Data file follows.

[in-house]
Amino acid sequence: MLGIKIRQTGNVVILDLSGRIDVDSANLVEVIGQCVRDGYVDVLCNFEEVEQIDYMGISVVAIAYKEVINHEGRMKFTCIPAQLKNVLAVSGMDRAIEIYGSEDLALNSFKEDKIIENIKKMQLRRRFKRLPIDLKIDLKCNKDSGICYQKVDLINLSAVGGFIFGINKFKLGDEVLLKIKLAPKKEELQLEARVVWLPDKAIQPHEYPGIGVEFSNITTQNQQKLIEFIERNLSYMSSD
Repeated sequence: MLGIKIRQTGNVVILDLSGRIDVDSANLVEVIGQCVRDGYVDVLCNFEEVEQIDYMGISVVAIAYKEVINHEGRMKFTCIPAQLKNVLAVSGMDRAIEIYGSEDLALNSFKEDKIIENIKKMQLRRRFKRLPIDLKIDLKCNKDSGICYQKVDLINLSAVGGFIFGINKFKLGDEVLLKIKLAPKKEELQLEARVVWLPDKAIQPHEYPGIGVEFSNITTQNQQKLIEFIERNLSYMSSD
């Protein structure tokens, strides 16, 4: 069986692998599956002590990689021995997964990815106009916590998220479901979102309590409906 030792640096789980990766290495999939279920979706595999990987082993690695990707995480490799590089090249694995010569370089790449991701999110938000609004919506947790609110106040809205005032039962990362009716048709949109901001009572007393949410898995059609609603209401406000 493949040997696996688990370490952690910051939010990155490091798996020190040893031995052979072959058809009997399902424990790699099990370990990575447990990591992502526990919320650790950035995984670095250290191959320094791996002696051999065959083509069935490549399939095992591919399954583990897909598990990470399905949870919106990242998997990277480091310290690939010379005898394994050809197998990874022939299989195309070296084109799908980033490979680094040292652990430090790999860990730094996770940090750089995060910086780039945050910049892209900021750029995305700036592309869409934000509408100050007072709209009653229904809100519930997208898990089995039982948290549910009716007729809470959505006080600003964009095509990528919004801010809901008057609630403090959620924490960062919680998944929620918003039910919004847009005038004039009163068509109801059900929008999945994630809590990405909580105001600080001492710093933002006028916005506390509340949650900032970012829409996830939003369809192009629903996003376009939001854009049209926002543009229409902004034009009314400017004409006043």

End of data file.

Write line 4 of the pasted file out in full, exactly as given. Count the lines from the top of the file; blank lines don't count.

């Protein structure tokens, strides 16, 4: 069986692998599956002590990689021995997964990815106009916590998220479901979102309590409906 030792640096789980990766290495999939279920979706595999990987082993690695990707995480490799590089090249694995010569370089790449991701999110938000609004919506947790609110106040809205005032039962990362009716048709949109901001009572007393949410898995059609609603209401406000 493949040997696996688990370490952690910051939010990155490091798996020190040893031995052979072959058809009997399902424990790699099990370990990575447990990591992502526990919320650790950035995984670095250290191959320094791996002696051999065959083509069935490549399939095992591919399954583990897909598990990470399905949870919106990242998997990277480091310290690939010379005898394994050809197998990874022939299989195309070296084109799908980033490979680094040292652990430090790999860990730094996770940090750089995060910086780039945050910049892209900021750029995305700036592309869409934000509408100050007072709209009653229904809100519930997208898990089995039982948290549910009716007729809470959505006080600003964009095509990528919004801010809901008057609630403090959620924490960062919680998944929620918003039910919004847009005038004039009163068509109801059900929008999945994630809590990405909580105001600080001492710093933002006028916005506390509340949650900032970012829409996830939003369809192009629903996003376009939001854009049209926002543009229409902004034009009314400017004409006043």